I’m having another one of those duh moments. I’m suddenly realizing the difference between Facebooking and Blogging. What can I say, but I am a slow learner, but I”m a tenancies one and refuse to give up. Learning, to me, is almost like getting little presents spontaneously.
Today was one of those days. My faith in Humanity was rediscovered. Thank you Thurston High School. Best doesn’t begin to describe it. Smooth. A little too smooth, but it had it’s moments of reality.
The two senior literature classes were awesome, even in their napping. I probably don’t want to give too much detail away to protect student privacy. They are so sweet and adorable at this age, especially when they are sleeping. The way I figured it: it was Friday. I was doomed right from the start. I was their second sub in a row, and I couldn’t see anything remotely looking like a record of yesterday’s events. No clue what kind of sub they got, and there are some scary ones out there. Majority are the sweetest, but I suppose there a few in every occupation. I hope no one is thinking of me in this fashion.
I usually write a short story to the teacher I am in filling in for, giving more positive than negative if possible. So the twelfth graders were a dream. But even the Sophomores were sweet. Maybe it was I that was still asleep, but I wouldn’t let anyone pinch me. The best part about the students were I could treat them like young adults from the get go, and they could either choose to treat me the same or get on my bad side. I tell them right upfront that I’m a pushover and easy going until someone crosses the line, and then I gotta get all serious. And this is turning into a blog…
Three hundred words is not for Facebooking. I’m noticing that I’ve finally changed channels in terms of what kind of writing I’ll do where. If my writing starts to dig a little too deep and I want to allow it to expand in any direction, I’ll transplant it from Facebook to WordPress. I still could lose my job, but I don’t think as instantaneously as I did last time. The only time. Hopefully my last.
For the most part, the Thurston Colts students were working on projects that are due next Tuesday. I made my rounds, prodding gently those who weren’t doing any work to perhaps at least look like he’s doing work. If I confiscated every cell phone I saw today, it would have broken the teacher’s desk.
Remember: I’m a sub. It’s a Friday. Oh, it’s an early release day when the day once again forgot it’s supped to be raining. Football game and Dance this weekend. I enjoyed chatting with all of the athletes in the room; maybe that’s a reason why these students were really on top of their game. Sorry. I refuse to edit or I’ll convince myself to remove clichés. Not today.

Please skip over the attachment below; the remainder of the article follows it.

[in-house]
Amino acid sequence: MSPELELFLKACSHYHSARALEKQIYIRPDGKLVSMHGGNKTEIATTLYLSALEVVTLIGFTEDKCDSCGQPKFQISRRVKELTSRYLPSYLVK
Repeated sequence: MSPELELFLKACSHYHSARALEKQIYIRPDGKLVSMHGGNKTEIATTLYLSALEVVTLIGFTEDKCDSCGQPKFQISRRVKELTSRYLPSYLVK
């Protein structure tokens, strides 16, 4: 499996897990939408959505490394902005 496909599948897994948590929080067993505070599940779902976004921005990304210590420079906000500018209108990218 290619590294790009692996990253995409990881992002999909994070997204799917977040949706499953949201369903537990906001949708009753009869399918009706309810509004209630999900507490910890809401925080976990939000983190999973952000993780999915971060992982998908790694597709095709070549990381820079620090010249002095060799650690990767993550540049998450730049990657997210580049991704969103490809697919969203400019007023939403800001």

I thought I had another reason for cutting the kids a bizillion yards of slack, but mostly I was still tired after the third graders at Dos Rios played me like a fiddle. I was running around the entire day except for the half an hour lunch break.
Today was more about respect. I caught the first class of seniors off guard when I told them that my name was Susan. Someone asked me if that were my last name. No. I’m noticing that sometimes not having a title puts kids more at ease, and that tends to make the transition smoother. Some kids had to call me Ms. Susan. They acted as though they had never had a teacher like me before. I like to remind myself that that is so true as there is no other teacher like me, and today this philosophy paid huge dividends.
Obviously, I don’t teach for the money. My first full-time job teaching is my testimony.
I’ve probably written about being recruited to teach at the Willamette Leadership Academy, now in Sringfield, but recruited isn’t quite the word. Beg. That’s how they used to get all of the teachers. I should know. I spent plenty of time on the phone calling every single substitute on the Lane County Education System list and beg people to at least think about working at WLA. Most people laughed. You want me to teach how many courses, without a prep or proper license, for what kind of money? Oh, and you don’t get health insurance or retirement. We had people lining up for miles to get into the door.
There were a strong core of us who thought we were fighting a valiant, though futile war. It wasn’t bad when there were only two companies of twenty-five students each. When the high school doubled in size, it only made our job that much harder.
I think the thing that ticks me off more than anything is that most of us stuck it out. For the most part, tenure was never in anyone’s title. A few Sergeants had stuck it out, but before 2007, the teacher’s lounge had a revolving door.
I had no clue what I was walking into. I didn’t know that the salary was about half the amount a teacher in Eugene or Springfield would make. I didn’t even care that there wasn’t insurance or retirement. I had been waiting to teach for way too long and I wanted to do it while I still had the energy.
The best thing about working at WLA is that I got to kill off my entire teaching career in a five-year span.I was like a Shooting Star. When I was told I wasn’t being asked back for my sixth year, an unheard number, especially for the rank of Captain, I was told it was because I was burning out. Oh, work eighty plus hours a week for five years. Summer would be cut down to the regular forty. Teach the hardest students possible. Teach at least three classes without the proper authorization. I did it because I believed in the mission. I didn’t agree with the physical corrections they use, lugging tires around from one pile to another doesn’t do much good if the student is either adamant about they didn’t do anything wrong or don’t know what they did wrong. My biggest wish was that the school would employ psychologists instead of military personnel who are really good at yelling into the faces of students. I almost wet my pants the first day I was at WLA, watching an adult less than an inch from a student, spit flying. I hate yelling. I hate conflict. So, what the hell was I doing at a military-style school where Academics came second and behavioral was primary. In the very beginning, having a good First Sergeant was so much more important than getting a good teacher.